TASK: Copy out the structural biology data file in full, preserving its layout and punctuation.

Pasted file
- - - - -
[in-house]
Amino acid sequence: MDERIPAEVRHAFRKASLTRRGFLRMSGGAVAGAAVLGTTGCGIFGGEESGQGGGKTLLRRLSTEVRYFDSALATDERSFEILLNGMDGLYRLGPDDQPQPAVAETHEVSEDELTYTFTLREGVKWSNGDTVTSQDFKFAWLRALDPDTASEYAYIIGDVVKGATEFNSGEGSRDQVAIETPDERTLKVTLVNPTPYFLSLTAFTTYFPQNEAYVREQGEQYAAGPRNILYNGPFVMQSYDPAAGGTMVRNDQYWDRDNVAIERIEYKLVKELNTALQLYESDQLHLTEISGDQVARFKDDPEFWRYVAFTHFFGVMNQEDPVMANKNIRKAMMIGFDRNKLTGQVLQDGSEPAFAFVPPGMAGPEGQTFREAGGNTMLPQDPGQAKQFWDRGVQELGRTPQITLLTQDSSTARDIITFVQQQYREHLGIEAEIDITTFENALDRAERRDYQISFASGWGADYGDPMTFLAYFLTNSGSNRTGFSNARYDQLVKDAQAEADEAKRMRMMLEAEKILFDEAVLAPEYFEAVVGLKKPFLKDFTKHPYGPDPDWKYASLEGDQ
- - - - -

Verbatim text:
[in-house]
Amino acid sequence: MDERIPAEVRHAFRKASLTRRGFLRMSGGAVAGAAVLGTTGCGIFGGEESGQGGGKTLLRRLSTEVRYFDSALATDERSFEILLNGMDGLYRLGPDDQPQPAVAETHEVSEDELTYTFTLREGVKWSNGDTVTSQDFKFAWLRALDPDTASEYAYIIGDVVKGATEFNSGEGSRDQVAIETPDERTLKVTLVNPTPYFLSLTAFTTYFPQNEAYVREQGEQYAAGPRNILYNGPFVMQSYDPAAGGTMVRNDQYWDRDNVAIERIEYKLVKELNTALQLYESDQLHLTEISGDQVARFKDDPEFWRYVAFTHFFGVMNQEDPVMANKNIRKAMMIGFDRNKLTGQVLQDGSEPAFAFVPPGMAGPEGQTFREAGGNTMLPQDPGQAKQFWDRGVQELGRTPQITLLTQDSSTARDIITFVQQQYREHLGIEAEIDITTFENALDRAERRDYQISFASGWGADYGDPMTFLAYFLTNSGSNRTGFSNARYDQLVKDAQAEADEAKRMRMMLEAEKILFDEAVLAPEYFEAVVGLKKPFLKDFTKHPYGPDPDWKYASLEGDQ